How Does Sugar Affect Your Teeth?

By Oral Health

The draw of sugar can be hard to resist, especially this time of year! Whether it’s Aunt Clara’s special holiday cookies or advent calendar chocolates, we’re surrounded by tempting treats from Thanksgiving through New Year’s.  We know sugar isn’t “good” for us, but exactly how does it affect our dental health? 

Sugar Changes Mouth Acidity – As children, we learn that sugar causes cavities, but the real culprit is acid. Our saliva is naturally acidic, which, when combined with regular tooth brushing, maintains a low PH level that creates a healthy environment for teeth and gums. When consumed, sugar mixes with the natural bacteria in saliva and creates acid, which drives up the PH level to cause a more acidic environment in the mouth. These acid levels can remain elevated for twenty minutes or more and during this time acid begins to eat into tooth enamel, creating cavities.

Sugar Leads to Bacterial Growth – In addition to destroying tooth enamel, the acids that result from sugar consumption also create an ideal environment for bacteria that can lead to gingivitis, gum disease, and receding gums. This occurs when bacteria infect little pockets between the gums and the teeth, causing the gums to pull away and loosen the teeth. In advanced cases, the infection can start breaking down the bone underneath the teeth, causing the teeth to fall out. 

Even if you don’t consider yourself to have a “sweet tooth,” it’s difficult to avoid sugar altogether, as it’s added to almost everything. Beyond adding flavor, sugar gives food texture and color, balances the acidity of those containing vinegar and tomatoes, serves as a bulking agent in baked goods and ice cream, and helps preserve foods like jams and jellies. Sugar also fuels fermentation, which is why it’s found in breads and kombucha. Depending on the form used, sugar affects your oral health differently.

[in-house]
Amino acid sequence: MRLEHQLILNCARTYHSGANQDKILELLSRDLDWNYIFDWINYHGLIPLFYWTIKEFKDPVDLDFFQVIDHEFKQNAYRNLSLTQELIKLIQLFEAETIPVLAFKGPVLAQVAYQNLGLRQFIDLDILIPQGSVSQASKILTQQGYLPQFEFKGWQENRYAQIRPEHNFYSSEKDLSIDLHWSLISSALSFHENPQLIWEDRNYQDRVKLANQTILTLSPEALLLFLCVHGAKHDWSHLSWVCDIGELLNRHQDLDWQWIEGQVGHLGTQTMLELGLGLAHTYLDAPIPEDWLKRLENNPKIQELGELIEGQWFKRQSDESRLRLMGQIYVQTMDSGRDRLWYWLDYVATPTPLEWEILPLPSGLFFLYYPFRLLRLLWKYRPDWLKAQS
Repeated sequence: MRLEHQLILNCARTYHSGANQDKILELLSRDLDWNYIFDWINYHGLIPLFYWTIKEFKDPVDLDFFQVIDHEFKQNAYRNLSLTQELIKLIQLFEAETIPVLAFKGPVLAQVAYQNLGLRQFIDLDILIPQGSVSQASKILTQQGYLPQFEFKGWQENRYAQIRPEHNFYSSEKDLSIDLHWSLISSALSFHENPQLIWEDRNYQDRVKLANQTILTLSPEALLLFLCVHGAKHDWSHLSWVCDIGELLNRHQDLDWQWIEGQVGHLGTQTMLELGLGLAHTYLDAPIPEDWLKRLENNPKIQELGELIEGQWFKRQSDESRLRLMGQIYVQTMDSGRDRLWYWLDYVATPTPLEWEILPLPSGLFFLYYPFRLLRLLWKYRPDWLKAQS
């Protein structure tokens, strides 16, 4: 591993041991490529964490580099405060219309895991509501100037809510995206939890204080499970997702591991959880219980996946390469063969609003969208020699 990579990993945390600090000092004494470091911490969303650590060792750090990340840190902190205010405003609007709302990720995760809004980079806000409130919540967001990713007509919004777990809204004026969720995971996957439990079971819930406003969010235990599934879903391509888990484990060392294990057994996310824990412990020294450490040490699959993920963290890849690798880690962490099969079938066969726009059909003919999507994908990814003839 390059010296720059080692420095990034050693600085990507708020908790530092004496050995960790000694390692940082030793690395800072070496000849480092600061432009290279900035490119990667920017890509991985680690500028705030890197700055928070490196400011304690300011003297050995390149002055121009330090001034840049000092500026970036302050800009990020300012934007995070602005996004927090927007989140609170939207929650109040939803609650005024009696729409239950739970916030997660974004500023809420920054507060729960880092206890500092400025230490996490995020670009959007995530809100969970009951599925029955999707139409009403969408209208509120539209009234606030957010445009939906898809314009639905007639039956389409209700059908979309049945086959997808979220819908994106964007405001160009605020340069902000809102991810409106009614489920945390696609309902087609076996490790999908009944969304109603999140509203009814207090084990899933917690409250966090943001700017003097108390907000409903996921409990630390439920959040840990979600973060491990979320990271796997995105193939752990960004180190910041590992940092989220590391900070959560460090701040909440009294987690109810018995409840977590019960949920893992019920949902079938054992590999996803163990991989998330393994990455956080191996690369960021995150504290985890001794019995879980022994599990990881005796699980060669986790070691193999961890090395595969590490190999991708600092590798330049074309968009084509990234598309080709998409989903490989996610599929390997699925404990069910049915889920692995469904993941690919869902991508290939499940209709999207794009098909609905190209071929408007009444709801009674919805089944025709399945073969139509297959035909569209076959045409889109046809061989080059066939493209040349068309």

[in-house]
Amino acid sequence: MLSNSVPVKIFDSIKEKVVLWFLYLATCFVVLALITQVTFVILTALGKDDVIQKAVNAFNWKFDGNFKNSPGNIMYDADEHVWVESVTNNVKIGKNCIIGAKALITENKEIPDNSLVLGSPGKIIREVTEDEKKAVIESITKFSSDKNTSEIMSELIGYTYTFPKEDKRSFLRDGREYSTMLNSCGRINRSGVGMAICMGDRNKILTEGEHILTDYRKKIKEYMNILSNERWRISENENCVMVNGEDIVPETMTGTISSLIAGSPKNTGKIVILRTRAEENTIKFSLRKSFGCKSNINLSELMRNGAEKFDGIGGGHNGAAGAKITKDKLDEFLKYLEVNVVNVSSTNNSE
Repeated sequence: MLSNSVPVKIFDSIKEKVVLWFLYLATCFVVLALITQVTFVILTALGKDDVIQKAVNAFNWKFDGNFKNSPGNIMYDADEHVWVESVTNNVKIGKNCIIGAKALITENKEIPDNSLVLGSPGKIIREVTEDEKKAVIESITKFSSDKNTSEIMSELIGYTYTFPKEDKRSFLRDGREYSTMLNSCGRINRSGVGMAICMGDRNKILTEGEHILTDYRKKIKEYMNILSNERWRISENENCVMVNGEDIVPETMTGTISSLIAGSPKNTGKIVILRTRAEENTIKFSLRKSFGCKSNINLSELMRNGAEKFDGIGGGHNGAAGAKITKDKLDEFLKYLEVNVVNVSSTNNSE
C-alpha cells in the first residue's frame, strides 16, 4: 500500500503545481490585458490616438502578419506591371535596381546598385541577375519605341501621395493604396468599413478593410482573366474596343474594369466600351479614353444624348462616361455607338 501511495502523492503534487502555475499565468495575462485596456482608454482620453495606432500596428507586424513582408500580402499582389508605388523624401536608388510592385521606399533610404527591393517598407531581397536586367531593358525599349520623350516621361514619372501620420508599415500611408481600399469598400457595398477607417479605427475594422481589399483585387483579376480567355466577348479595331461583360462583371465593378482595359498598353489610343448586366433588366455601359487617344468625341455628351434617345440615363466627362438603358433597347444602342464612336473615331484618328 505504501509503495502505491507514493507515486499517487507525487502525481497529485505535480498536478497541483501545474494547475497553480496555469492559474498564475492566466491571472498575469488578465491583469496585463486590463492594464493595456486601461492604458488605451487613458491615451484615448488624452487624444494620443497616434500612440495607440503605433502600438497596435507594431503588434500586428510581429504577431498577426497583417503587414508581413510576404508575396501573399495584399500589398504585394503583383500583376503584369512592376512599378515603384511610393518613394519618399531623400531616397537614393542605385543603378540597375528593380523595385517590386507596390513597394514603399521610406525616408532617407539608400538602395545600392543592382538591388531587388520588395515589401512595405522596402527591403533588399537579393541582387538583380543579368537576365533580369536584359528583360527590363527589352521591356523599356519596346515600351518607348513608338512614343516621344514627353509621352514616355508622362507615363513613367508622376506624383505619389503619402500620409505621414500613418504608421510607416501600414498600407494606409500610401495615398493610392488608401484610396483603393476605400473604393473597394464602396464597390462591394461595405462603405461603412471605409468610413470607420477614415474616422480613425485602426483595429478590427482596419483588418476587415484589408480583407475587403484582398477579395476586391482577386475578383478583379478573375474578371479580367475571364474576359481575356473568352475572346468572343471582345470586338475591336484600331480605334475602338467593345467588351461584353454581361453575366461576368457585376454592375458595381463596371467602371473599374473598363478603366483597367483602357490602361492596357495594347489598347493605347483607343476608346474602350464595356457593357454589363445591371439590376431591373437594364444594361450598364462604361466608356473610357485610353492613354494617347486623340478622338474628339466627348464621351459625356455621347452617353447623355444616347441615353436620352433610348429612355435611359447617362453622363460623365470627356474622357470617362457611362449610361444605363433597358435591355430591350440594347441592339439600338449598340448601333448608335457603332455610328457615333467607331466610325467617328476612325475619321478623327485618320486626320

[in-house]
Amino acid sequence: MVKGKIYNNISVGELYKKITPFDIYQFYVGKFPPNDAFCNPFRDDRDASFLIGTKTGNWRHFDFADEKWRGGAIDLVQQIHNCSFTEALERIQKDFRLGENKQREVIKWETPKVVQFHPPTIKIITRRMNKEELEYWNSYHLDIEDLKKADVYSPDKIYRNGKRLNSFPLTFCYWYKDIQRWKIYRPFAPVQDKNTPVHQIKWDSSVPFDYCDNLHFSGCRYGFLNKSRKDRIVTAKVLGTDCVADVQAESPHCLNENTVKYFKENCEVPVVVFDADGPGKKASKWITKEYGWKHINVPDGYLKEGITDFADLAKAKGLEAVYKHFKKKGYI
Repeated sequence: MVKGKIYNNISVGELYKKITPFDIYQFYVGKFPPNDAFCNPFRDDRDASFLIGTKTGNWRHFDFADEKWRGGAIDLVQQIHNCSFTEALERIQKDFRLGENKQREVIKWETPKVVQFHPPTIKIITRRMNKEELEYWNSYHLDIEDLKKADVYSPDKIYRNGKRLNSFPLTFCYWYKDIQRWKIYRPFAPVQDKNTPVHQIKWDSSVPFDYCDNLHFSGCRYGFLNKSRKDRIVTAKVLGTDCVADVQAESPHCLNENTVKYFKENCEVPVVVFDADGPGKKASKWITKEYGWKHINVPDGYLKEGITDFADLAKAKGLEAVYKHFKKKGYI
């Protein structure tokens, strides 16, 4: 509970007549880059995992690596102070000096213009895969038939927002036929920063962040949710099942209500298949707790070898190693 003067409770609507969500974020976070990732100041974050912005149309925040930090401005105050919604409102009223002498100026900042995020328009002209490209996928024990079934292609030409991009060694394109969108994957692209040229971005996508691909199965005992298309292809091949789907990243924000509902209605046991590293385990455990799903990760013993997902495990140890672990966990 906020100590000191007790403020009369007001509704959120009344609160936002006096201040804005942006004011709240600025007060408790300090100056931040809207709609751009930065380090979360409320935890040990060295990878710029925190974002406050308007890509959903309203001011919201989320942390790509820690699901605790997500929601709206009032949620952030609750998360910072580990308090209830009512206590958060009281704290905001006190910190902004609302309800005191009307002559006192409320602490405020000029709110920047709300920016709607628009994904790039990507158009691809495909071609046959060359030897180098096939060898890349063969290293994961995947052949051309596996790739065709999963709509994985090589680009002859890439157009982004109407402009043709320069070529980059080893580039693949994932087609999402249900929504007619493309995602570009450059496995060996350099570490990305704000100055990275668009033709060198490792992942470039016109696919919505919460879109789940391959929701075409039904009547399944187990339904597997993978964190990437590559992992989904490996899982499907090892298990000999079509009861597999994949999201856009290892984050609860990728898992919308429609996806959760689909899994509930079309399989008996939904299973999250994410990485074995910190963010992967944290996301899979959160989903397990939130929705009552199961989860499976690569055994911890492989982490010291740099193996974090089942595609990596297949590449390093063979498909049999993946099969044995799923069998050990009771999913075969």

Effects of Solid Sugars– Sugar comes in many forms, and one of the most common is white processed sugar (i.e., solid sugar crystals) found in food, gum, and candy. These non-liquid sugars are harmful because they leave a large amount of sticky residue on our teeth that is too strong for saliva to wash away. The adverse effects are made worse by the highly concentrated and processed nature of the ingredients found in popular processed foods.

Effects of Liquid Sugars – Perhaps the most popular and harmful form of sugar is corn syrup. This liquid form of sugar is prevalent in most sodas and sugar-sweetened drinks (including energy drinks). Drinking this form of sugar is essentially like swishing with a toxic mouthwash. Liquid sugar gets into every nook and crevice in the mouth, covering teeth and into gum tissue. As the resulting sticky film sits in your mouth, bacteria begin to breed and acid slowly disintegrates tooth enamel. The same film coats gums, where bacteria can lead to gingivitis and cause bad breath.

As dental experts, we recommended that you avoid sugary drinks and foods whenever possible, but we know that’s not realistic – or desirable – all of the time (especially during the holidays). The best way to have your cake and eat it too (without causing cavities) is to brush your teeth as soon as possible after eating or drinking, especially when those foods or beverages are sweetened with sugar, corn syrup, or other forms of sugar. If brushing isn’t possible, rinse your mouth with water after indulging. 

Contact Our Office

Of course, brushing and flossing every day and visiting your dentist at least twice a year is the best way to keep your smile healthy. Contact our dental team to schedule your next cleaning today. 

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